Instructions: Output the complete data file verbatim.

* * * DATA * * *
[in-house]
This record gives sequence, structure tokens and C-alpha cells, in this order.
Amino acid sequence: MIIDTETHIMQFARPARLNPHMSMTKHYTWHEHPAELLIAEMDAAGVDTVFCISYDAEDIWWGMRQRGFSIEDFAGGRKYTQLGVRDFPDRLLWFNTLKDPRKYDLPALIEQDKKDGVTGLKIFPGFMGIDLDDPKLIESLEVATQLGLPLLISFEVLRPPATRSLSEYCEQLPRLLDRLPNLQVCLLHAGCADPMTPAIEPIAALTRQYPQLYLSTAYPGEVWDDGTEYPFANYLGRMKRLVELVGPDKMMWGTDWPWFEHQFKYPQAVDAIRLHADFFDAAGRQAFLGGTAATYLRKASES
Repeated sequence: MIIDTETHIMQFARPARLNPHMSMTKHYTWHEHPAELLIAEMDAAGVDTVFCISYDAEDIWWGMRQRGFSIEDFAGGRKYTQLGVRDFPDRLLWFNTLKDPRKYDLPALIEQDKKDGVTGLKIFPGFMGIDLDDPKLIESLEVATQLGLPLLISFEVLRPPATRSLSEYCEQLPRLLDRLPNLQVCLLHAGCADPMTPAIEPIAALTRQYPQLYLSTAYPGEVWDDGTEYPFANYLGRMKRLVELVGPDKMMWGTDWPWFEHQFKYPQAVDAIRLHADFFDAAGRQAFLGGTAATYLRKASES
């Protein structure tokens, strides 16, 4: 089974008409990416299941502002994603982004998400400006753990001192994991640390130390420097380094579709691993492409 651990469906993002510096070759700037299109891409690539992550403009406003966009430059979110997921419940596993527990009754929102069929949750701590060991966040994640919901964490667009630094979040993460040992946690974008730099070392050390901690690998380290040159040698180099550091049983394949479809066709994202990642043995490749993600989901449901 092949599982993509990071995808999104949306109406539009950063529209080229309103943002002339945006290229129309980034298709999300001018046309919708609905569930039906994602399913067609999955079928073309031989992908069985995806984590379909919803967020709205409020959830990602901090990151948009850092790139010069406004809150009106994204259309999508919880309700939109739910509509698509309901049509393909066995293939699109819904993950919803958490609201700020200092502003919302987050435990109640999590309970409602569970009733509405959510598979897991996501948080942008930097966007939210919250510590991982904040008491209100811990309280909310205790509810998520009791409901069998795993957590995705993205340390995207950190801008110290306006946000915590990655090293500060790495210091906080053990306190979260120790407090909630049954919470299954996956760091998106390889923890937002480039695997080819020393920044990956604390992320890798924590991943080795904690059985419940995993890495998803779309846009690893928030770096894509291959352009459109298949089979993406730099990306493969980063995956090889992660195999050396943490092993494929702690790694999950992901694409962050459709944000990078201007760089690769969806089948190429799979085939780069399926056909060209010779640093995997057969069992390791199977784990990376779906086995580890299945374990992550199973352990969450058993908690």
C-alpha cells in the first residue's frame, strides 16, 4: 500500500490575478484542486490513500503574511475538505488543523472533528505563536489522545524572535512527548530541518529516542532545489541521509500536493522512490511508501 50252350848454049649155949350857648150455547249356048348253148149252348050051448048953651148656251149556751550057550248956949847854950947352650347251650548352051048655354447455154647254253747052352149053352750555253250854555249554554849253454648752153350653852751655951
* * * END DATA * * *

[in-house]
This record gives sequence, structure tokens and C-alpha cells, in this order.
Amino acid sequence: MIIDTETHIMQFARPARLNPHMSMTKHYTWHEHPAELLIAEMDAAGVDTVFCISYDAEDIWWGMRQRGFSIEDFAGGRKYTQLGVRDFPDRLLWFNTLKDPRKYDLPALIEQDKKDGVTGLKIFPGFMGIDLDDPKLIESLEVATQLGLPLLISFEVLRPPATRSLSEYCEQLPRLLDRLPNLQVCLLHAGCADPMTPAIEPIAALTRQYPQLYLSTAYPGEVWDDGTEYPFANYLGRMKRLVELVGPDKMMWGTDWPWFEHQFKYPQAVDAIRLHADFFDAAGRQAFLGGTAATYLRKASES
Repeated sequence: MIIDTETHIMQFARPARLNPHMSMTKHYTWHEHPAELLIAEMDAAGVDTVFCISYDAEDIWWGMRQRGFSIEDFAGGRKYTQLGVRDFPDRLLWFNTLKDPRKYDLPALIEQDKKDGVTGLKIFPGFMGIDLDDPKLIESLEVATQLGLPLLISFEVLRPPATRSLSEYCEQLPRLLDRLPNLQVCLLHAGCADPMTPAIEPIAALTRQYPQLYLSTAYPGEVWDDGTEYPFANYLGRMKRLVELVGPDKMMWGTDWPWFEHQFKYPQAVDAIRLHADFFDAAGRQAFLGGTAATYLRKASES
């Protein structure tokens, strides 16, 4: 089974008409990416299941502002994603982004998400400006753990001192994991640390130390420097380094579709691993492409 651990469906993002510096070759700037299109891409690539992550403009406003966009430059979110997921419940596993527990009754929102069929949750701590060991966040994640919901964490667009630094979040993460040992946690974008730099070392050390901690690998380290040159040698180099550091049983394949479809066709994202990642043995490749993600989901449901 092949599982993509990071995808999104949306109406539009950063529209080229309103943002002339945006290229129309980034298709999300001018046309919708609905569930039906994602399913067609999955079928073309031989992908069985995806984590379909919803967020709205409020959830990602901090990151948009850092790139010069406004809150009106994204259309999508919880309700939109739910509509698509309901049509393909066995293939699109819904993950919803958490609201700020200092502003919302987050435990109640999590309970409602569970009733509405959510598979897991996501948080942008930097966007939210919250510590991982904040008491209100811990309280909310205790509810998520009791409901069998795993957590995705993205340390995207950190801008110290306006946000915590990655090293500060790495210091906080053990306190979260120790407090909630049954919470299954996956760091998106390889923890937002480039695997080819020393920044990956604390992320890798924590991943080795904690059985419940995993890495998803779309846009690893928030770096894509291959352009459109298949089979993406730099990306493969980063995956090889992660195999050396943490092993494929702690790694999950992901694409962050459709944000990078201007760089690769969806089948190429799979085939780069399926056909060209010779640093995997057969069992390791199977784990990376779906086995580890299945374990992550199973352990969450058993908690």
C-alpha cells in the first residue's frame, strides 16, 4: 500500500490575478484542486490513500503574511475538505488543523472533528505563536489522545524572535512527548530541518529516542532545489541521509500536493522512490511508501 50252350848454049649155949350857648150455547249356048348253148149252348050051448048953651148656251149556751550057550248956949847854950947352650347251650548352051048655354447455154647254253747052352149053352750555253250854555249554554849253454648752153350653852751655951